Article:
Dr. Horton has advised that increased seismic activity was recorded between 6 pm and midnight, yesterday. The cause of this activity is unknown.
Pictures from today’s flyover have been posted at:
Videos of today’s flyover are posted at:
Office of Conservation-
Texas Brine’s second vent well (drilled and perforated near the top of the Napoleonville Salt Dome cap rock, much deeper than the shallower aquifer vent wells constructed in the area), encountered hydrogen sulfide gas as venting operations were initiated. Air monitoring detected the hydrogen sulfide gas during venting/flaring operations, and Texas Brine shut the well in to prevent any potential for release. The Office of Conservation concurred with that action to ensure safety of the public and workers on the site. Texas Brine has also established a safety perimeter around the well, including use of barricades and gas monitors, under the oversight of Conservation staff on site. Hydrogen sulfide does sometimes occur naturally in the cap rock of salt domes, and while the cap rock of the Napoleonville Salt Dome does underlie the Texas Brine facility, it does not extend to the Bayou Corne community. Additionally, ongoing daily environmental safety testing in the Bayou Corne community by DEQ has included tests for hydrogen sulfide, and it has not been detected in the community to date. Additionally, DEQ took an extra round of samples today and will continue to monitor the community. The Office of Conservation will be meeting with Texas Brine representatives to further assess the next steps to be taken with the well.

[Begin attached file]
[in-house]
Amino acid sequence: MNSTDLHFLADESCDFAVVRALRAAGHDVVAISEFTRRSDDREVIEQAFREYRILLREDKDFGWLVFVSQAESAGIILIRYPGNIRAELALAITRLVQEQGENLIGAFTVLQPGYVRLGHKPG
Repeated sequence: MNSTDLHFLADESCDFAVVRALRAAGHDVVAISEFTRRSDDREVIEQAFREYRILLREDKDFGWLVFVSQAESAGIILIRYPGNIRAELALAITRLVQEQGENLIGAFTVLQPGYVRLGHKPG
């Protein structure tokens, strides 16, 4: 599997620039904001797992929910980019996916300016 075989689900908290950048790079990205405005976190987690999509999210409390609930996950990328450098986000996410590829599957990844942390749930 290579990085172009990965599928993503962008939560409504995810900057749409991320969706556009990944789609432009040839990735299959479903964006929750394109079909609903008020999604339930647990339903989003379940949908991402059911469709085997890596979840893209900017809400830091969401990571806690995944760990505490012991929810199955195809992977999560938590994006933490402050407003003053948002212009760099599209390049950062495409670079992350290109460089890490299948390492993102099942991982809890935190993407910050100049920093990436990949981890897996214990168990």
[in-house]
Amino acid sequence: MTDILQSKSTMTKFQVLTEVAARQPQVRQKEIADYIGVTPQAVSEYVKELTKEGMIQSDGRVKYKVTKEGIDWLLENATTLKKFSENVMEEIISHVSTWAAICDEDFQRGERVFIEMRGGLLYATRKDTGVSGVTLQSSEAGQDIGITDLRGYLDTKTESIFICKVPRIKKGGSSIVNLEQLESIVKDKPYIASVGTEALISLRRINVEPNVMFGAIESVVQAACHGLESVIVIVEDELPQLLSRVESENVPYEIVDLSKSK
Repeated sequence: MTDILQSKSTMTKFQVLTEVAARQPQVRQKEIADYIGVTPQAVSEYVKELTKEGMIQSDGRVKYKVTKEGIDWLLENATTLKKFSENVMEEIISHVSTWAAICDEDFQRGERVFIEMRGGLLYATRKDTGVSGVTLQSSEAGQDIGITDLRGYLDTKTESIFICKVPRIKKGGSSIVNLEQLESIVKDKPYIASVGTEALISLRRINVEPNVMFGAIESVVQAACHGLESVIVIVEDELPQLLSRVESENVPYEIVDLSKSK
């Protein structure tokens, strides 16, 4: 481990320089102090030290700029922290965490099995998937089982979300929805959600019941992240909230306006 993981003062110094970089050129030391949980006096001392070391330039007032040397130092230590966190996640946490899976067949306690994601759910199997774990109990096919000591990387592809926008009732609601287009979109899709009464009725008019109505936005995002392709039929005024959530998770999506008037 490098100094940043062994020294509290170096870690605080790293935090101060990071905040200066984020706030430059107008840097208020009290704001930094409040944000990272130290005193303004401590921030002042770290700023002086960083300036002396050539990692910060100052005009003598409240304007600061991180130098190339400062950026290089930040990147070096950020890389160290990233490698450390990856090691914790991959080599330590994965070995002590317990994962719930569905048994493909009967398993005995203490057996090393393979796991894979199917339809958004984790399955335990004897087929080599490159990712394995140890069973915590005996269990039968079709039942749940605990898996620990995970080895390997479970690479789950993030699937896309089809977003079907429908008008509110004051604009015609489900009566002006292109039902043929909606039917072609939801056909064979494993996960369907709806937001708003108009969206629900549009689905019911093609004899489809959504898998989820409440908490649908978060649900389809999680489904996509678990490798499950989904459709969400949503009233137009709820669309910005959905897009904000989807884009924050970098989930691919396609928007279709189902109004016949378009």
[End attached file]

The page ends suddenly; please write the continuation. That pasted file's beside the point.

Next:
Texas Brine has reported high levels of H2S from their sonic vent well that is drilled into the cap rock. The well was shut in due to these levels. DNR’s contractor, The Shaw Group, is currently investigating. We are currently waiting on additional details from DNR.
Please be advised that H2S is an extremely dangerous gas. Unlike methane, it is heavier than air and collects at low to the ground levels. No community air monitors have detected H2S. Monitoring will continue as usual.
Upon requests for expanded information about ongoing operations by residents at the Nov. 13 public meeting, and as part of the continuing effort to provide current information to the public concerning the ongoing investigation and response regarding the Bayou Corne-area sinkhole/natural gas situation, the Office of Conservation is providing regular updates on significant field operations in the area, such as natural gas venting, sinkhole cleanup and other efforts.
These updates can be accessed by using the link below:
DNR has updated their Bayou Corne Field Update page. The page can be accessed by clicking the link below: